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#1 JoanHolloway

Posted 10 March 2020 - 12:49 PM


I am feeling guilty because I yelled at my 16 month old today. People describe me as quiet and have some have even said they can't picture me getting angry. My DS was kicking this shelf as I was changing his nappy just before. He was tired as I was a bit late putting him down for his big nap and it was driving me crazy as I thought he was going to kick the shelf off the wall with his feet (it's above the change table with nappies in it, I should probably just take it off it's in a stupid spot). So I pulled his feet off, he wouldn't stop just kept laughing so I had to take him off the change table mid change and move to bedroom. He hit me repeatedly really hard in the face on the way whilst giggling, so I put him on the floor and screamed 'don't' and then I wrangled a new nappy on then put him in his cot for nap. He's asleep now but I feel terrible like he really didn't deserve that/it didn't help.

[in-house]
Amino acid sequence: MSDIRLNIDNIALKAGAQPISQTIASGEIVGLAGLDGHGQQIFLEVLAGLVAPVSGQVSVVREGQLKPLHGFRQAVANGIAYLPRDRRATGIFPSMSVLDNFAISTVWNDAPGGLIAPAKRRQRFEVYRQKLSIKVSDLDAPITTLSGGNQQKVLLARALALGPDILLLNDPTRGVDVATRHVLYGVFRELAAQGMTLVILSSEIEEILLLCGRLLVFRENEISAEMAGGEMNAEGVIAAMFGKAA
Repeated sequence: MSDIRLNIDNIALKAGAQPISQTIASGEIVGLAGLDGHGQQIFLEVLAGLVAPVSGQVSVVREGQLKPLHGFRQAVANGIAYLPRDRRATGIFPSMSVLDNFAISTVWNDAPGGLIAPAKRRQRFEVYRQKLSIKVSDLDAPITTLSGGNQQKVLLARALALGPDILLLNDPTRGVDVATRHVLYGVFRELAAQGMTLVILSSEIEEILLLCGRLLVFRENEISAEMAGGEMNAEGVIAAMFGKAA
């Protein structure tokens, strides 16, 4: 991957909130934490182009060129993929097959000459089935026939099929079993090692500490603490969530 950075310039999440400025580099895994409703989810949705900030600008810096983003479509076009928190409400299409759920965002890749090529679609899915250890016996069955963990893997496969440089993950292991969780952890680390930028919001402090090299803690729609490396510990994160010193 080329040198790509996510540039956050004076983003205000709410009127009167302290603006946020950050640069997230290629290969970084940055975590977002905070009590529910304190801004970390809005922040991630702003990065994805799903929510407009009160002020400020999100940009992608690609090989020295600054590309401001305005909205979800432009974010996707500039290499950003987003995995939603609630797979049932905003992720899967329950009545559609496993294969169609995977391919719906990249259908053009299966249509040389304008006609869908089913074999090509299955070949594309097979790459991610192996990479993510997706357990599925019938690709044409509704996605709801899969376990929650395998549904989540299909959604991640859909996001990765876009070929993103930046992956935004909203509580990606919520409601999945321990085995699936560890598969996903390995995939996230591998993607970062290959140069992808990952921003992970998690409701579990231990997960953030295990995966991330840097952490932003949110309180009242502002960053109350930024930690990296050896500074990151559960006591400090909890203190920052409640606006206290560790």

I would say my main problem is I get really impatient sometimes. I am usually very gentle and attentive with him and he is a happy boy. Is this normal? Any advice? It's hard to walk away mid nappy change as you have to get it done but this kicking or hitting (me or stuff) and laughing when he does it drives me crazy. He is normally quite content he was just tired. It's not his fault. I suppose I just need to avoid trigger situations better like him being tired/me being tired.

Any advice/perspective welcome.

Edited by wwmac, 10 March 2020 - 12:52 PM.

#2 Lunafreya

Posted 10 March 2020 - 01:08 PM

It’s ok to say sorry to your child, even if they don’t understand. I do this to my DS. I say “Mummy was angry but it was wrong to yell.”

My DS was about two I think and he licked his legs on a wall, pushed me into the bath tub and my spine hit the soapdish. I was very hurt and upset, I sent DS away to play while I had a few minutes. Later he came to say sorry and I said sorry for yelling and we hugged.